Sinister 2: Review by Holly Bareham

Sinister 2

When I saw the trailer for this film I wasn’t sure that I wanted to watch it. I didn’t think it looked crap or anything but honestly… I thought it looked too scary for me. That is the honest truth. The first film scared me; I will admit that – I remember watching it with my friends and absolutely shitting my pants. I don’t know what it is about it. It doesn’t quite scare me as much as ‘The Babadook’ but it definitely still scares me. The second film looked just as scary.

If you’ve seen the first film then you know the basic premise and how it’s about ‘the bogey man’ or whatever. The second film revolves around a different family, a single mother with her two sons. One of the sons can communicate with children in the house who show him tapes similar to the ones we saw in the first film. We all know the basic set up here (spoiler alert for those who didn’t see the first film) – all the tapes get watched, the kid kills their family and then they go with ‘the bogey man’.

This film changed directors but kept Scott Derickson (the original director) as a writer. You notice the change of director as the second film was telling a completely different story. Instead of focusing on the bogey man, this film focused more on the kids and showed them trying to influence and manipulate the family instead of the bogey man scaring them into acting.

This film didn’t waste any time. Most horror films start calmly and then build up to the scares but this one threw you right into the deep end. I was already crapping myself and jumped out of my seat when someone walked into the film late. I must admit though that although the jump scares were effective, I didn’t find it as scary as the first one. The first one managed to scare me even when I was sat in my own living room with my friends. The cinema makes all films scarier. I feel like the first half was scary and then it just kind of died down.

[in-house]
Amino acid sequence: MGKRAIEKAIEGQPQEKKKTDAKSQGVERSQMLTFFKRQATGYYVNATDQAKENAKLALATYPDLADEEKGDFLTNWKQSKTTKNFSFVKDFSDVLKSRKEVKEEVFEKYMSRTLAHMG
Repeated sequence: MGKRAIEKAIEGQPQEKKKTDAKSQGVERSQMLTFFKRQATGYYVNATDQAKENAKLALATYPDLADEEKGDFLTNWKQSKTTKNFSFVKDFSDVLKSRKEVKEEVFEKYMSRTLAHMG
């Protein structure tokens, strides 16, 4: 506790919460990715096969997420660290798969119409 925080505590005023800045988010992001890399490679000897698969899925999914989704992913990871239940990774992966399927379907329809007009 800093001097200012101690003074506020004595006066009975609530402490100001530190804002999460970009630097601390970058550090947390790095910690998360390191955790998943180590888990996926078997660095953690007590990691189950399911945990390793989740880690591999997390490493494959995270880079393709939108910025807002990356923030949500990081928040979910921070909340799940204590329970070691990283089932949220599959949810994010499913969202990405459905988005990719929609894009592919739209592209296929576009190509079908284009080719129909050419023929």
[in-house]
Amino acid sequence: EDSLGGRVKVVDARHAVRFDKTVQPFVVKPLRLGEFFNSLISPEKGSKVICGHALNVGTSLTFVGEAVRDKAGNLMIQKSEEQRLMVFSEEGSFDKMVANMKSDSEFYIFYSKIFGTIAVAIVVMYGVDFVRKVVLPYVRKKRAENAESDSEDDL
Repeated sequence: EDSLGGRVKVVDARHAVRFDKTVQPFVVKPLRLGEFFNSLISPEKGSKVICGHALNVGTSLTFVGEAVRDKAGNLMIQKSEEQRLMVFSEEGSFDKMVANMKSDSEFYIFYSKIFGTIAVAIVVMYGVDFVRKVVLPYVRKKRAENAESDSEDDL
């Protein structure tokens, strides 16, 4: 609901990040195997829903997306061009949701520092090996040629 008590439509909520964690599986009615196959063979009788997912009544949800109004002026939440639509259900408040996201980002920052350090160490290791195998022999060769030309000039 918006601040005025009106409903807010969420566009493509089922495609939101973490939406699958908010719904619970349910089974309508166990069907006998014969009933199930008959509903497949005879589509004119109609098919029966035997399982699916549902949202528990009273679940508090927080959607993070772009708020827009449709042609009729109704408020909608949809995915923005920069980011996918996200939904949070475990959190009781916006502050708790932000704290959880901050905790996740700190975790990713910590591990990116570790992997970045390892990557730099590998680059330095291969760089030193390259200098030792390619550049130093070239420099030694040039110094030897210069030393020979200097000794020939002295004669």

Okay and I just couldn’t believe how much of an asshole that one kid was. Not in an ‘omg-don’t-you-think-that-kid-was-an-asshole’ kind of way, I mean he was so much of an asshole that it wasn’t realistic. Those who have seen it will know exactly who I’m talking about straightaway and I couldn’t take him seriously.

Overall, I think it is what it is. I don’t think it brought anything new to the franchise really, it just continued the story a bit longer. Also, the trailer made it look a lot scarier than it actually was. I guess I’d recommend this film to anyone who enjoyed the first film. If you didn’t like or didn’t particularly have an opinion about the first one then it’s probably not worth your time.

Review: The Art of Being Normal by Lisa Williamson

The Art of Being Normal by Lisa Williamson

First of all, I would like to apologise for not updating in so long – I’ve actually read quite a few books but I’ve been so busy these past few weeks because I’ve been getting ready for university and now I’m finally here! As it’s Fresher’s Week I might have time to catch up on reviews but who knows how much time I’ll have after that? I will try and keep updating regularly though!